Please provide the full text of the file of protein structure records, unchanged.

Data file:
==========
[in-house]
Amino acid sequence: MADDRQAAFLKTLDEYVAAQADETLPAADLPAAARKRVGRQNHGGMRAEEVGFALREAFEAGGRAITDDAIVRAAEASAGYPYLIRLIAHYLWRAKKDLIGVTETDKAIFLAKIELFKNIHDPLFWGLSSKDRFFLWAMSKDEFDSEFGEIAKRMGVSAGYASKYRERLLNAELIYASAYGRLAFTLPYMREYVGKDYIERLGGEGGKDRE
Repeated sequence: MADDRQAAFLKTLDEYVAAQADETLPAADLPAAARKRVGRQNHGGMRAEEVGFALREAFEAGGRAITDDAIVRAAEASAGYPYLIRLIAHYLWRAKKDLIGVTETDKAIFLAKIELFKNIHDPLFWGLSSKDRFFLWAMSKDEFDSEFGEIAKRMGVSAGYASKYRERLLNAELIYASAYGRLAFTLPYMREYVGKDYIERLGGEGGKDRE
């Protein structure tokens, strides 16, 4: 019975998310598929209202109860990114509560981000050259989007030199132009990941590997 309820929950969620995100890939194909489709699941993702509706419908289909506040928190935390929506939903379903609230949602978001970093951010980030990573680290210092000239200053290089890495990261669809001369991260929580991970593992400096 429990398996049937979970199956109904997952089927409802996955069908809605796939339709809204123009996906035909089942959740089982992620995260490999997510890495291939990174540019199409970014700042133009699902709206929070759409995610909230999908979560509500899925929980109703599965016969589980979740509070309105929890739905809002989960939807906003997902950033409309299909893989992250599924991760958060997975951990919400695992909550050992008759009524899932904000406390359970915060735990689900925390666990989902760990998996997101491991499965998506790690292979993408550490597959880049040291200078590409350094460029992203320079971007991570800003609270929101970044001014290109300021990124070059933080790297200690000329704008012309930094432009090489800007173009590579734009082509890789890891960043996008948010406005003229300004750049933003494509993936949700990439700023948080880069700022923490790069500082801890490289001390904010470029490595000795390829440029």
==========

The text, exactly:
[in-house]
Amino acid sequence: MADDRQAAFLKTLDEYVAAQADETLPAADLPAAARKRVGRQNHGGMRAEEVGFALREAFEAGGRAITDDAIVRAAEASAGYPYLIRLIAHYLWRAKKDLIGVTETDKAIFLAKIELFKNIHDPLFWGLSSKDRFFLWAMSKDEFDSEFGEIAKRMGVSAGYASKYRERLLNAELIYASAYGRLAFTLPYMREYVGKDYIERLGGEGGKDRE
Repeated sequence: MADDRQAAFLKTLDEYVAAQADETLPAADLPAAARKRVGRQNHGGMRAEEVGFALREAFEAGGRAITDDAIVRAAEASAGYPYLIRLIAHYLWRAKKDLIGVTETDKAIFLAKIELFKNIHDPLFWGLSSKDRFFLWAMSKDEFDSEFGEIAKRMGVSAGYASKYRERLLNAELIYASAYGRLAFTLPYMREYVGKDYIERLGGEGGKDRE
């Protein structure tokens, strides 16, 4: 019975998310598929209202109860990114509560981000050259989007030199132009990941590997 309820929950969620995100890939194909489709699941993702509706419908289909506040928190935390929506939903379903609230949602978001970093951010980030990573680290210092000239200053290089890495990261669809001369991260929580991970593992400096 429990398996049937979970199956109904997952089927409802996955069908809605796939339709809204123009996906035909089942959740089982992620995260490999997510890495291939990174540019199409970014700042133009699902709206929070759409995610909230999908979560509500899925929980109703599965016969589980979740509070309105929890739905809002989960939807906003997902950033409309299909893989992250599924991760958060997975951990919400695992909550050992008759009524899932904000406390359970915060735990689900925390666990989902760990998996997101491991499965998506790690292979993408550490597959880049040291200078590409350094460029992203320079971007991570800003609270929101970044001014290109300021990124070059933080790297200690000329704008012309930094432009090489800007173009590579734009082509890789890891960043996008948010406005003229300004750049933003494509993936949700990439700023948080880069700022923490790069500082801890490289001390904010470029490595000795390829440029």